Connections Spotlight: Letter to Families

| April 7, 2020

By Rene RedDay, M.Ed

This is hard! But, you are doing it! Give yourself a big pat on the back from Coconino Coalition from Children and Youth! As a reminder, pause a few times daily to take a few deep, mindful breaths.

Another strategy to rebuild normalcy in your home is establishing routines. Children feel safe with routines. It gives them predictability and builds competence. Take a few moments right now to sketch out a daily routine that works for you. If you are working from home while caring for children, give yourself grace! Set a clear time each day to be done with work so you can rest and recharge.

Guardians can schedule young children’s days in chunks. For example, wake, eat, wash, play, eat, rest, snack, play, clean up, help with dinner, converse at dinner, bath, books, bed. With older children, ensure you clarify your expectations for continued learning and developing self-sufficiency. Be clear that they have a responsibility to help the family with daily chores.

Routines support family mental health!

  • Develop consistent wake, eat, and sleep times
  • Wash up and dress each day
  • Provide a different activity (or more) each day

For young children:

  • Cooking provides opportunities to learn math and science
  • Cleaning supports social-emotional and physical health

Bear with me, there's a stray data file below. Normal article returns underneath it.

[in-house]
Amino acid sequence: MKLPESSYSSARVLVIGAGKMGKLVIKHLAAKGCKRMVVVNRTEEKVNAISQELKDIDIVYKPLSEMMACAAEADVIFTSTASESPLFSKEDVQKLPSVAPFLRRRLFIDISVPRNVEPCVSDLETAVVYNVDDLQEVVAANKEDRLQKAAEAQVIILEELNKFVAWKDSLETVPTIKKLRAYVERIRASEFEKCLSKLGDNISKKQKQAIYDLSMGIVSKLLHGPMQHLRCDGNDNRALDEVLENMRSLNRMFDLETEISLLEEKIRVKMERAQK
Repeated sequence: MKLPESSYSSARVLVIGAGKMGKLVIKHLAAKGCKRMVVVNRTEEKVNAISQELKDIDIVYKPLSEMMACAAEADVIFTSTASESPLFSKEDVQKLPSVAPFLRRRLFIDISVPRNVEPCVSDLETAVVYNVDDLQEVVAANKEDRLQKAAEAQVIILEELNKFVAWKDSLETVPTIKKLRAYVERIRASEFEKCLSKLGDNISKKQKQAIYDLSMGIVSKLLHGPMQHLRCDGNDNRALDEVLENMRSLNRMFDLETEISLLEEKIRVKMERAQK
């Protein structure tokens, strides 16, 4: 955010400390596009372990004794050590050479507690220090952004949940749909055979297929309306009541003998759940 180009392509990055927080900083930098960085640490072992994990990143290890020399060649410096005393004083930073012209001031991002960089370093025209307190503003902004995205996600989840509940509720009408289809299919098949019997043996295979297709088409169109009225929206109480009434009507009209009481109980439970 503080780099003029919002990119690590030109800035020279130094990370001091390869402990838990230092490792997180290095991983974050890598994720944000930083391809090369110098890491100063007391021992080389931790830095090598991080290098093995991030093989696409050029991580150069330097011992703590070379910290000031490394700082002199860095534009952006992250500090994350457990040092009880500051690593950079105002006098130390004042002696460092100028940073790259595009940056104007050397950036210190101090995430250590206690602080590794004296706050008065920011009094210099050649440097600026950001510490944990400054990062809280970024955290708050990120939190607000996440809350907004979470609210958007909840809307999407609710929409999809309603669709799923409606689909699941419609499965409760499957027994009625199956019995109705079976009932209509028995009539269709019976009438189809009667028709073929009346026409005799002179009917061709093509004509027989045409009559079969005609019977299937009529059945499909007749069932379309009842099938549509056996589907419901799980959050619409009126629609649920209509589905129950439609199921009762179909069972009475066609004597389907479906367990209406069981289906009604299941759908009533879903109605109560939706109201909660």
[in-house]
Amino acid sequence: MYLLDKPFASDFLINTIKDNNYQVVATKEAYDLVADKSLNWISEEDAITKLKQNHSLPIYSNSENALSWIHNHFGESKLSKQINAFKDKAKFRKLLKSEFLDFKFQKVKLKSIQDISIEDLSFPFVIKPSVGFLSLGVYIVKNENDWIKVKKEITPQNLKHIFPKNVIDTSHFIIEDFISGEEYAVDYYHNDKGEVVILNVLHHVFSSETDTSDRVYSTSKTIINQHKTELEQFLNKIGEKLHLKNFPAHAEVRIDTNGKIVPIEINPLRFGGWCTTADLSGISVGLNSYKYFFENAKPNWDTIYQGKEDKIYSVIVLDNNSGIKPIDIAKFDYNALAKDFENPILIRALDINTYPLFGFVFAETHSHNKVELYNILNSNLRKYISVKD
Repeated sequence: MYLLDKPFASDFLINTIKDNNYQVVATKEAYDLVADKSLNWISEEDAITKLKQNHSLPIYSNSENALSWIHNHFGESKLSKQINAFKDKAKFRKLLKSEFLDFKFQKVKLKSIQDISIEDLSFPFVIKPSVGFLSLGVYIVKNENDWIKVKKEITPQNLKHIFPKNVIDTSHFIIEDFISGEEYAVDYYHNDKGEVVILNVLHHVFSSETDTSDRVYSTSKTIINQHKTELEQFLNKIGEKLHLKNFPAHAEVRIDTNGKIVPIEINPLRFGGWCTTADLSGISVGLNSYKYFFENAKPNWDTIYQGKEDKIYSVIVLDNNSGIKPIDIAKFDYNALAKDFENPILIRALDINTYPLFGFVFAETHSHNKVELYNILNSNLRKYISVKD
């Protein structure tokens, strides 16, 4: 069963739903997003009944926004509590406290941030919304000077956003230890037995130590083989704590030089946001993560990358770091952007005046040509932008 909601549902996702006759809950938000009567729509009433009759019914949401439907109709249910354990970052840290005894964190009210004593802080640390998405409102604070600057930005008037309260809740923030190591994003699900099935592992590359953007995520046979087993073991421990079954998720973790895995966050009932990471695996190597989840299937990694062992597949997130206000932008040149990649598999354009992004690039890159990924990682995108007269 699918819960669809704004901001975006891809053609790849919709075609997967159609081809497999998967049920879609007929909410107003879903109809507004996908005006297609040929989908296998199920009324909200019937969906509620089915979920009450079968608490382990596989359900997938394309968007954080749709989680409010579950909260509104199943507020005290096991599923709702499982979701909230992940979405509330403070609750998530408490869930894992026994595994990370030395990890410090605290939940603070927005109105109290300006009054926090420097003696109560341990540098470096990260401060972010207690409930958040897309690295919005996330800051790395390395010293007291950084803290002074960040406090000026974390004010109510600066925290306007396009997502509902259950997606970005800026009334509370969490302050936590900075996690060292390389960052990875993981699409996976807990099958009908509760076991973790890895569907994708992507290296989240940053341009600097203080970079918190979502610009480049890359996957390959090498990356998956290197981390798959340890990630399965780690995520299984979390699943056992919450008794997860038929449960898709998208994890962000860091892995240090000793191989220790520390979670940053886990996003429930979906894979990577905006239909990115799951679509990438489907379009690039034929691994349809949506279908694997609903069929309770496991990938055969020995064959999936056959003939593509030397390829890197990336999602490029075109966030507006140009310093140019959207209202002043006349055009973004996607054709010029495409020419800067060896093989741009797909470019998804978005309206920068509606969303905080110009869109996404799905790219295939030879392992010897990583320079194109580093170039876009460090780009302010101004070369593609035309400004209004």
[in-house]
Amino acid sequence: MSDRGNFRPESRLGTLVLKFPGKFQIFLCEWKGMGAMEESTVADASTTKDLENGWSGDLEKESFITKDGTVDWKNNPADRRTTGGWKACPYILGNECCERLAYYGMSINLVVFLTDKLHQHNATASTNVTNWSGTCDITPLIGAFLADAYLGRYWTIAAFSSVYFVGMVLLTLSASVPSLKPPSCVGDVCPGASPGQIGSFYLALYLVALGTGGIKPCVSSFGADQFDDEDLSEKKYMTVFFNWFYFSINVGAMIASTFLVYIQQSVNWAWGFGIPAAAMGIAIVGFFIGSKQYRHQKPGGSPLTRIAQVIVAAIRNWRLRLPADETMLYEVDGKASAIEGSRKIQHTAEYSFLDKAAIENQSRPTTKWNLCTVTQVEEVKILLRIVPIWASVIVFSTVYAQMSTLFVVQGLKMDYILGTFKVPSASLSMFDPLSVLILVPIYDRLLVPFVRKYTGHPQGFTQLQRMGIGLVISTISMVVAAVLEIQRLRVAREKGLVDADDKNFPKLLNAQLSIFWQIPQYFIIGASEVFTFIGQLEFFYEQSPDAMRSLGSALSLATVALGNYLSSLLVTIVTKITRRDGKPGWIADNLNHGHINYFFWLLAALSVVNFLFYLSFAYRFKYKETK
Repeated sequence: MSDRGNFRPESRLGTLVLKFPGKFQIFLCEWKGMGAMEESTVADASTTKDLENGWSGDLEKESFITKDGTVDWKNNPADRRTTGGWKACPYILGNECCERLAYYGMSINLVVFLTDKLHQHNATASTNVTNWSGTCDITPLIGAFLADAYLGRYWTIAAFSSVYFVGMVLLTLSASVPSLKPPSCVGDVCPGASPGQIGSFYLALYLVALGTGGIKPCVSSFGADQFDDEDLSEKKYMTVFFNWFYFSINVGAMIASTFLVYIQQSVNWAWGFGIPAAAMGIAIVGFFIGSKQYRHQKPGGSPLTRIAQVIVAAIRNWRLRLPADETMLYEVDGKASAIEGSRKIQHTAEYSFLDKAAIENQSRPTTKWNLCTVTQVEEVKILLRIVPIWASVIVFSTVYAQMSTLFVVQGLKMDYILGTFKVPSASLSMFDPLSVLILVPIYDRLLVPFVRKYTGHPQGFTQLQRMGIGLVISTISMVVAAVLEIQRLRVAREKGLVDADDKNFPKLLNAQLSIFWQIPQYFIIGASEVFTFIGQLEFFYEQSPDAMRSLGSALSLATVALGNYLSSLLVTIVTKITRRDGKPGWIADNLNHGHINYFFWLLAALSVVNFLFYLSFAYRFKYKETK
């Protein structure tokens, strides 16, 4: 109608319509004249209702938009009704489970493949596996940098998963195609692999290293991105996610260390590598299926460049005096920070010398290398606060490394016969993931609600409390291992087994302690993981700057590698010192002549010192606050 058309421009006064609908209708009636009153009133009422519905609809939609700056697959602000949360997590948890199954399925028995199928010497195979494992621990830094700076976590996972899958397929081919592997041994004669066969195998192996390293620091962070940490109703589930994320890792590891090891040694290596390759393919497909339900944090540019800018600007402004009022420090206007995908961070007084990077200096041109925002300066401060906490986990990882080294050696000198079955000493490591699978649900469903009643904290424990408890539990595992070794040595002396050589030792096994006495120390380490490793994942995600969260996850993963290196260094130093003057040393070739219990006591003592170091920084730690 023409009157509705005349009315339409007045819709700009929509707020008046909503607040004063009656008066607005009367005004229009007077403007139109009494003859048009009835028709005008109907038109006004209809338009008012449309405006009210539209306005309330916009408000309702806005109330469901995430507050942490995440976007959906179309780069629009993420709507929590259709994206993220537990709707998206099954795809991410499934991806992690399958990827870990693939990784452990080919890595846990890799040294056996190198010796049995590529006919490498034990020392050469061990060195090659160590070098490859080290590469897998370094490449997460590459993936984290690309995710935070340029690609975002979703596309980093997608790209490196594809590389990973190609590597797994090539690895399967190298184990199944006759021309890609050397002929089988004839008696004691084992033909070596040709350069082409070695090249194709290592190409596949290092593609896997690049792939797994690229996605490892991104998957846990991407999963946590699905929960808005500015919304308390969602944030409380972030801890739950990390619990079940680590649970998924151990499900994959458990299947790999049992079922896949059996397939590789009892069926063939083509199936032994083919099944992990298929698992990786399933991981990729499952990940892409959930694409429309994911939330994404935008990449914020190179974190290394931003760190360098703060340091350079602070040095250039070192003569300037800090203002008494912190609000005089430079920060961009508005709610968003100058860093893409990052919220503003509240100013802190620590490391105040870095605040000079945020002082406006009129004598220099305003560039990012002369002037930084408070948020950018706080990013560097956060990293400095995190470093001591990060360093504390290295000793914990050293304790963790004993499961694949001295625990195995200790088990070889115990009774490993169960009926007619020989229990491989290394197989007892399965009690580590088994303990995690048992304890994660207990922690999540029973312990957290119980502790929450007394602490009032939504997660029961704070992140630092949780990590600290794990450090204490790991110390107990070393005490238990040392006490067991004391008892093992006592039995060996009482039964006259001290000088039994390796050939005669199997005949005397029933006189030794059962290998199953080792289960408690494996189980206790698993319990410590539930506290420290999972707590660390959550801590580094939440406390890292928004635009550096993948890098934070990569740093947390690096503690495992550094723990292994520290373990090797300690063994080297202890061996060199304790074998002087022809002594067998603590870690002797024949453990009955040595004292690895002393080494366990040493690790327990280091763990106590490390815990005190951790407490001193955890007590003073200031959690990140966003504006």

• Creativity: large boxes, watercolor, blocks (use recyclables), dress-up (adult clothes or costumes)
  • Physical activity: sock ball into a basket, resistance bands, dance parties, stretch, yoga, jumping jacks, tape cray paper to a popsicle stick or straw
  • Music/Movement: dance parties, YouTube children movement activities
  • Write/draw: dry erase boards, paper, crayons, colored pencils, chalk, watercolor, playdough, stickers
  • Games: “Find something in the house that’s (color)”; Make puzzles from cereal boxes
  • Educational technology: PBS kids
  • Read: https://www.flagstaffpubliclibrary.org/catalog/downloadables.html or check out Facebook for author read-aloud for children

For older children there are online experiences:

  • fusd1.org/digitalhub
  • Ask youth to prep and/or prepare meals for the family
  • Guitar lessons
  • Photography
  • Cursive writing
  • Drawing/painting
  • Art museum tours
  • Talks by historians
  • Eat meals together when possible to connect and converse as a family
  • Enjoy quiet activities and read together to unwind before bed

You are resilient! Use what works for you and leave the rest.

And, PLEASE reach out for help when you need it!

Rene RedDay, M.Ed, Family and Community Engagement Consultant, Building
Community, LLC, Flagstaff, AZ. Call 928-266-8006 for more information. 
 
— CCC&Y is excited to partner with Building Community.  Leadership expansion is an important pillar of Self-Healing communities.  It is our intent to increase voice, connection and partnership throughout the county through this very targeted service.  We have engaged Rene to help increase our reach for prevention initiatives, support our child abuse and substance abuse prevention strategies across the county and to assist with increasing our NEAR-informed (neuroscience, epigenetics, ACES and Resiliency) capacityVirginia Watahomigie, executive director, Coconino Coalition for Children & Youth

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Category: Child Welfare, Education, Health

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